This Hits Home
Being a resident, I have experienced Denver’s hot housing market first hand. All residents can attest to the fact real estate has a short shelf life in this town. An influx of out of state buyers who regularly comes in with cash to quickly buy up our already low housing inventory. I have always wondered where this cash is coming from. Are buyers liquidating investment assets to purchase a home in Denver under assumptions of continued year over year real estate appreciation?
As I discussed in my last blog, investor participation in the stock market is at an all-time low. Does this mean investors are stock piling hordes of cash for future use? No. We know people are still investing with hopes of better returns than what is earned in their savings accounts. So, who are the recipients of these funds? According to Gallup, real estate is the current preferred driver of net worth. When looking at the chart below, I would have to say that Americans’ view of the stock market as the best long-term investment option is changing.
Over the past few years there has been a steady increase in real estate investing. Thirty-five percent of Americans now choose real estate over stock and mutual funds. Both asset classes suffered catastrophic losses during the great recession and both have now recovered to well above their pre-crash highs. But Americans now seem to have more confidence in real estate than the stock market. I hope they understand the risks associated with direct real estate investing; illiquidity, expensive to exit, high entry price… but that’s for a later discussion.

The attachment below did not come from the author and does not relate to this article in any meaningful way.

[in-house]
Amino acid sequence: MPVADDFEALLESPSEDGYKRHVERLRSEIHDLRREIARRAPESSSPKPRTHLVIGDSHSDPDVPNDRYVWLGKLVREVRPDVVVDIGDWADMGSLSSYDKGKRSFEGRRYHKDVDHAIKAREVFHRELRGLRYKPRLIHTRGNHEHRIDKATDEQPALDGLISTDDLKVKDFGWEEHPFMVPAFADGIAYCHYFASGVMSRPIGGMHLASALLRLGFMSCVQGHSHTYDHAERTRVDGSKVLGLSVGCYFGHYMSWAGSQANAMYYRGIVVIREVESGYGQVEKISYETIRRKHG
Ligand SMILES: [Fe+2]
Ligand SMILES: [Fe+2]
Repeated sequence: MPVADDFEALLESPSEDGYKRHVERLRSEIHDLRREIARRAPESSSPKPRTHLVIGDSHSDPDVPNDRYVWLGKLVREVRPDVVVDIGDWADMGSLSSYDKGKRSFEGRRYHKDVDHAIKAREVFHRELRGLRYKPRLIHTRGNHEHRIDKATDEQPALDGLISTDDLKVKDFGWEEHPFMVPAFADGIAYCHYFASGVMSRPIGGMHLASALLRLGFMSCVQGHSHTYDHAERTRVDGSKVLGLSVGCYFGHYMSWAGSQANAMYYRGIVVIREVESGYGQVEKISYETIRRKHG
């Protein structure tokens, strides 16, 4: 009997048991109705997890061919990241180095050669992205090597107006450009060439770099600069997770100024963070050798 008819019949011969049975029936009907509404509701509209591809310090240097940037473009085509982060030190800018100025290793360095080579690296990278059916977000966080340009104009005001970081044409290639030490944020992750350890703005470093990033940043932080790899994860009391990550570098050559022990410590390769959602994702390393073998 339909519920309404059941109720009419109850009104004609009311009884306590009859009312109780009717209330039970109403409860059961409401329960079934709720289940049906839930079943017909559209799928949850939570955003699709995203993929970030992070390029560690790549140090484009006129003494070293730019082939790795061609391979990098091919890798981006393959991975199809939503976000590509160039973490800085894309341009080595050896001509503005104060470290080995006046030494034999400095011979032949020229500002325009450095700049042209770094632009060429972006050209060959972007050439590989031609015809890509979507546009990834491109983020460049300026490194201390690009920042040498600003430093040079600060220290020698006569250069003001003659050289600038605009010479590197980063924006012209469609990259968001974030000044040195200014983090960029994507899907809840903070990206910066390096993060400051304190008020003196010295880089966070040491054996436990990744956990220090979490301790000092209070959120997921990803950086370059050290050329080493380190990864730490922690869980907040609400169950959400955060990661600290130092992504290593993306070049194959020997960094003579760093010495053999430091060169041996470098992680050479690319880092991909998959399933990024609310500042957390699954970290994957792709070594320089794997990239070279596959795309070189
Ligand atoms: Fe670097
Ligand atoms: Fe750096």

According to Tiger 21, a network of investors with assets of at least $10 million, wealthy investors have shifted assets out of equites and hedge funds and into real estate. The group had 33 percent of their portfolios on average in real estate, a record high since the group started measuring aggregate allocations in 2007.
While investors in both the stock market or real estate have experienced stellar returns, fewer are benefiting from the recent gains in the stock market than would have been the case a decade ago. As we approach record highs in both markets, we know all things cannot continue to trend upwards. A pull back in either, or both, asset classes should not come as a surprise to investors. It’s how you react when the correction comes that will shape your future wealth.